Group versus individual academic detailing to improve the use of antihypertensive medications in primary care: a cluster-randomized controlled trial

Am J Med. 2005 May;118(5):521-8. doi: 10.1016/j.amjmed.2004.12.023.


Purpose: To compare group versus individual academic detailing to increase diuretic or beta-blocker use in hypertension.

Methods: We conducted a cluster-randomized controlled trial in a large health maintenance organization. Subjects (N=9820) were patients with newly treated hypertension in the year preceding the intervention (N=3692), the 9 months following the intervention (N=3556), and the second year following intervention (N=2572). We randomly allocated 3 practice sites to group detailing (N=227 prescribers), 3 to individual detailing (N=235 prescribers), and 3 to usual care (N=319 prescribers). Individual detailing entailed a physician-educator meeting individually with clinicians to address barriers to prescribing guideline-recommended medications. The group detailing intervention incorporated the same social marketing principles in small groups of clinicians.

Results: In the first year following the intervention, the rates of diuretic or beta-blocker use increased by 13.2% in the group detailing practices, 12.5% in the individual detailing practices, and 6.2% in the usual care practices. As compared with usual care practices, diuretic or beta-blocker use was more likely in group detailing practices (adjusted odds ratio (OR), 1.40; 95% confidence interval (CI), 1.11 - 1.76) and individual detailing practices (adjusted OR, 1.30; 95% CI, 0.95 - 1.79). Neither intervention affected blood pressure control. Two years following this single-visit intervention, there was still a trend suggesting a persistent effect of individual (OR, 1.22; 95% CI, 0.92 - 1.62), but not group, detailing (OR, 1.06; 95% CI, 0.80 - 1.39), as compared with usual care.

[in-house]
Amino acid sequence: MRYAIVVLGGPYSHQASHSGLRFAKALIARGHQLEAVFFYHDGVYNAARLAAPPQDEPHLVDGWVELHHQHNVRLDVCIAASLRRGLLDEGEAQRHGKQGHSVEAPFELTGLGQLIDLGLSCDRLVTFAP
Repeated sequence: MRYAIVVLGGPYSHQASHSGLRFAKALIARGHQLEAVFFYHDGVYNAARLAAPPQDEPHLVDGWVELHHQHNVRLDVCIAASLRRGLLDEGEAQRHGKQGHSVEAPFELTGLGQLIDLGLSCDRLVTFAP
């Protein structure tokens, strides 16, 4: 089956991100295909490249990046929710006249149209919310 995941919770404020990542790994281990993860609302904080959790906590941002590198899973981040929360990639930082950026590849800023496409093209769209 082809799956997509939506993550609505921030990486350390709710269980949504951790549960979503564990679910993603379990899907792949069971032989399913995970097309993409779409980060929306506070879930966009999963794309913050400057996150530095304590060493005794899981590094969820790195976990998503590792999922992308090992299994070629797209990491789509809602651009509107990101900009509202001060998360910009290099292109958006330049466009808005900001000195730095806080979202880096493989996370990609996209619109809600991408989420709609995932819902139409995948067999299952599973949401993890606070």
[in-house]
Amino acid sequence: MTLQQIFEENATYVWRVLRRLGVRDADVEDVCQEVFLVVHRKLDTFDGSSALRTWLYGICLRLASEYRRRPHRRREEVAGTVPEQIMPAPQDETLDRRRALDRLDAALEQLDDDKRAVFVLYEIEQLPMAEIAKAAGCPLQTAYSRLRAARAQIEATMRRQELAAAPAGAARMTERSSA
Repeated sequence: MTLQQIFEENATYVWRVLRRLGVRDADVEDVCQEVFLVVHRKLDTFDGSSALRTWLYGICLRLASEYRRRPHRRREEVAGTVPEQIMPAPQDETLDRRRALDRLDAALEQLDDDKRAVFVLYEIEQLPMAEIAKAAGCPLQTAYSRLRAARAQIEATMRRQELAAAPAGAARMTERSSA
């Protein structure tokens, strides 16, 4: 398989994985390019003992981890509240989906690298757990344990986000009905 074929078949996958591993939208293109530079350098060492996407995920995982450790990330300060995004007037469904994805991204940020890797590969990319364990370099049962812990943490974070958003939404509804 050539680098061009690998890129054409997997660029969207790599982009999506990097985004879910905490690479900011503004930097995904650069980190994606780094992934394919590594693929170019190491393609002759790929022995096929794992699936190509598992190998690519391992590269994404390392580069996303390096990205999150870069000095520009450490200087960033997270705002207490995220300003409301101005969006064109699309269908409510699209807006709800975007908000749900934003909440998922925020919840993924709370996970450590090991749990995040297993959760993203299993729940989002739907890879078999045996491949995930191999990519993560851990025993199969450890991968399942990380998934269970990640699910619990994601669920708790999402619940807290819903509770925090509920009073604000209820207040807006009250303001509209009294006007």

Conclusion: Both group and individual academic detailing improved antihypertensive prescribing over and above usual care but may require reinforcement to sustain improvements.

Publication types

  • Clinical Trial
  • Multicenter Study
  • Randomized Controlled Trial
  • Research Support, Non-U.S. Gov't
  • Research Support, U.S. Gov't, P.H.S.

MeSH terms

  • Adrenergic beta-Antagonists* / economics
  • Adult
  • Aged
  • Antihypertensive Agents / economics
  • Antihypertensive Agents / therapeutic use*
  • Cost-Benefit Analysis
  • Diuretics / economics
  • Diuretics / therapeutic use*
  • Drug Costs
  • Drug Utilization / standards*
  • Education, Medical, Continuing / methods*
  • Female
  • Guideline Adherence
  • Health Maintenance Organizations / standards*
  • Humans
  • Hypertension / drug therapy*
  • Logistic Models
  • Male
  • Middle Aged
  • New England
  • Practice Guidelines as Topic
  • Primary Health Care / standards
  • Social Marketing*


  • Adrenergic beta-Antagonists
  • Antihypertensive Agents
  • Diuretics